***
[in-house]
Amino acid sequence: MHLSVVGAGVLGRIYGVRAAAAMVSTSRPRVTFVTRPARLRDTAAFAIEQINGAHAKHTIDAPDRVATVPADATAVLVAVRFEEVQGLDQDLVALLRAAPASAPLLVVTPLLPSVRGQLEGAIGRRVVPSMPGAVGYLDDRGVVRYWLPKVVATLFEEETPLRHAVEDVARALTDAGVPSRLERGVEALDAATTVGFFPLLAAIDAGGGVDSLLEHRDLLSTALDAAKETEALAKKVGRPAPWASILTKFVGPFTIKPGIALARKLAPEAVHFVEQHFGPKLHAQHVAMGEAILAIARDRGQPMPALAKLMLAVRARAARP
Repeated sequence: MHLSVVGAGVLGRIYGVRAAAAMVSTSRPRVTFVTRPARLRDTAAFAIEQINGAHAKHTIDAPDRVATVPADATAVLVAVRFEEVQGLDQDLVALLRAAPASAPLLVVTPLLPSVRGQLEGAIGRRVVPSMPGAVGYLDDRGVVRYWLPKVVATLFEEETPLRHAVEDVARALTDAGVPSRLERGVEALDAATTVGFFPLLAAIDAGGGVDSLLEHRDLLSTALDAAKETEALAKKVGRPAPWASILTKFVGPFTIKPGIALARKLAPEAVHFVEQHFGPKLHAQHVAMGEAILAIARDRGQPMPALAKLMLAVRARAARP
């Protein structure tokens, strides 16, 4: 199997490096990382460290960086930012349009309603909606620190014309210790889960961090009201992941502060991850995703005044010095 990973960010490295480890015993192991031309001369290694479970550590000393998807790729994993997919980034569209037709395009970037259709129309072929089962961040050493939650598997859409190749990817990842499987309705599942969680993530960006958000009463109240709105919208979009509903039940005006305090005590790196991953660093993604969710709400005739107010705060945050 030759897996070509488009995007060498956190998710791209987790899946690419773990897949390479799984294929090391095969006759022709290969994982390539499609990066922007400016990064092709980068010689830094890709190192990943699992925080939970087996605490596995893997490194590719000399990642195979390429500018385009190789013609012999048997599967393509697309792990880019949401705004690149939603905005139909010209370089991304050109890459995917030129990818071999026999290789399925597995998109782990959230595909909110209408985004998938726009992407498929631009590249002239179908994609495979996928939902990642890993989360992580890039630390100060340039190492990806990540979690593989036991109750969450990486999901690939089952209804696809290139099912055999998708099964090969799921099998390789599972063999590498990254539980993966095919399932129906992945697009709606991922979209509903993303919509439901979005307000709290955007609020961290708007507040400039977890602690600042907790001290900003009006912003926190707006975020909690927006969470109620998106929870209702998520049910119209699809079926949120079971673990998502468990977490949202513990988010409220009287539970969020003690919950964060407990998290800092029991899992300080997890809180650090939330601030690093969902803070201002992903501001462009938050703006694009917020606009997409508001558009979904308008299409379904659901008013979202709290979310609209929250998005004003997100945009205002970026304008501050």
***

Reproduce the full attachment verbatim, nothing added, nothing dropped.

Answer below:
[in-house]
Amino acid sequence: MHLSVVGAGVLGRIYGVRAAAAMVSTSRPRVTFVTRPARLRDTAAFAIEQINGAHAKHTIDAPDRVATVPADATAVLVAVRFEEVQGLDQDLVALLRAAPASAPLLVVTPLLPSVRGQLEGAIGRRVVPSMPGAVGYLDDRGVVRYWLPKVVATLFEEETPLRHAVEDVARALTDAGVPSRLERGVEALDAATTVGFFPLLAAIDAGGGVDSLLEHRDLLSTALDAAKETEALAKKVGRPAPWASILTKFVGPFTIKPGIALARKLAPEAVHFVEQHFGPKLHAQHVAMGEAILAIARDRGQPMPALAKLMLAVRARAARP
Repeated sequence: MHLSVVGAGVLGRIYGVRAAAAMVSTSRPRVTFVTRPARLRDTAAFAIEQINGAHAKHTIDAPDRVATVPADATAVLVAVRFEEVQGLDQDLVALLRAAPASAPLLVVTPLLPSVRGQLEGAIGRRVVPSMPGAVGYLDDRGVVRYWLPKVVATLFEEETPLRHAVEDVARALTDAGVPSRLERGVEALDAATTVGFFPLLAAIDAGGGVDSLLEHRDLLSTALDAAKETEALAKKVGRPAPWASILTKFVGPFTIKPGIALARKLAPEAVHFVEQHFGPKLHAQHVAMGEAILAIARDRGQPMPALAKLMLAVRARAARP
């Protein structure tokens, strides 16, 4: 199997490096990382460290960086930012349009309603909606620190014309210790889960961090009201992941502060991850995703005044010095 990973960010490295480890015993192991031309001369290694479970550590000393998807790729994993997919980034569209037709395009970037259709129309072929089962961040050493939650598997859409190749990817990842499987309705599942969680993530960006958000009463109240709105919208979009509903039940005006305090005590790196991953660093993604969710709400005739107010705060945050 030759897996070509488009995007060498956190998710791209987790899946690419773990897949390479799984294929090391095969006759022709290969994982390539499609990066922007400016990064092709980068010689830094890709190192990943699992925080939970087996605490596995893997490194590719000399990642195979390429500018385009190789013609012999048997599967393509697309792990880019949401705004690149939603905005139909010209370089991304050109890459995917030129990818071999026999290789399925597995998109782990959230595909909110209408985004998938726009992407498929631009590249002239179908994609495979996928939902990642890993989360992580890039630390100060340039190492990806990540979690593989036991109750969450990486999901690939089952209804696809290139099912055999998708099964090969799921099998390789599972063999590498990254539980993966095919399932129906992945697009709606991922979209509903993303919509439901979005307000709290955007609020961290708007507040400039977890602690600042907790001290900003009006912003926190707006975020909690927006969470109620998106929870209702998520049910119209699809079926949120079971673990998502468990977490949202513990988010409220009287539970969020003690919950964060407990998290800092029991899992300080997890809180650090939330601030690093969902803070201002992903501001462009938050703006694009917020606009997409508001558009979904308008299409379904659901008013979202709290979310609209929250998005004003997100945009205002970026304008501050």